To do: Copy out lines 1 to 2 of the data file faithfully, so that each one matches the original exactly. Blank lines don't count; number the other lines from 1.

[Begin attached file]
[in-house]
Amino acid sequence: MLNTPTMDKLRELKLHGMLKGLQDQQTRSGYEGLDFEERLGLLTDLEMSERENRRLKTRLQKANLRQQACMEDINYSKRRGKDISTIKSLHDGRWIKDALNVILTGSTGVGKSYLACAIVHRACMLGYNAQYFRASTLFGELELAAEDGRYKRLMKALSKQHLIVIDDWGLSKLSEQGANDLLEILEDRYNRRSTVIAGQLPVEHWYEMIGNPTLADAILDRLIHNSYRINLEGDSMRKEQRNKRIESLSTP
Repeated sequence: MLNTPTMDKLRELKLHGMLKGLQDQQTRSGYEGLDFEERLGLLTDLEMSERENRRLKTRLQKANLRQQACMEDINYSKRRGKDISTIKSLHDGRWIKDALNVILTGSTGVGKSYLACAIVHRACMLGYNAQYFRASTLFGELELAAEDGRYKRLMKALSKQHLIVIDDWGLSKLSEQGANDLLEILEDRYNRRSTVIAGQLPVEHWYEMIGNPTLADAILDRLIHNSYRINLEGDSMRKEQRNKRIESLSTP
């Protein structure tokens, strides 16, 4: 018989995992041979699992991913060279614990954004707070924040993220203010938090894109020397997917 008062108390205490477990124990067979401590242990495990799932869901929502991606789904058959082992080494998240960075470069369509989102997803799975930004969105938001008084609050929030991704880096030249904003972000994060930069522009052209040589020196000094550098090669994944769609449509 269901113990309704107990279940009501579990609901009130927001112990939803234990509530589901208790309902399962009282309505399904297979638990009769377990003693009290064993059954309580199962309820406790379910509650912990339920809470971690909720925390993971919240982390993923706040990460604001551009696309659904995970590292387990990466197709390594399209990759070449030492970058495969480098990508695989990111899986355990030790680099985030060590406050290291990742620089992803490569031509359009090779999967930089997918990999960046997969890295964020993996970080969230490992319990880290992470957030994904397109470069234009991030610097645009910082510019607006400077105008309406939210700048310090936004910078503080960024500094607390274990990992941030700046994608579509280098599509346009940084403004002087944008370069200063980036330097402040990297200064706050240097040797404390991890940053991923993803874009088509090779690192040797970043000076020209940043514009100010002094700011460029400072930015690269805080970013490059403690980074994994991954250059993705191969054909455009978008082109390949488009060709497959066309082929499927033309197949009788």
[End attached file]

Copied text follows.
[in-house]
Amino acid sequence: MLNTPTMDKLRELKLHGMLKGLQDQQTRSGYEGLDFEERLGLLTDLEMSERENRRLKTRLQKANLRQQACMEDINYSKRRGKDISTIKSLHDGRWIKDALNVILTGSTGVGKSYLACAIVHRACMLGYNAQYFRASTLFGELELAAEDGRYKRLMKALSKQHLIVIDDWGLSKLSEQGANDLLEILEDRYNRRSTVIAGQLPVEHWYEMIGNPTLADAILDRLIHNSYRINLEGDSMRKEQRNKRIESLSTP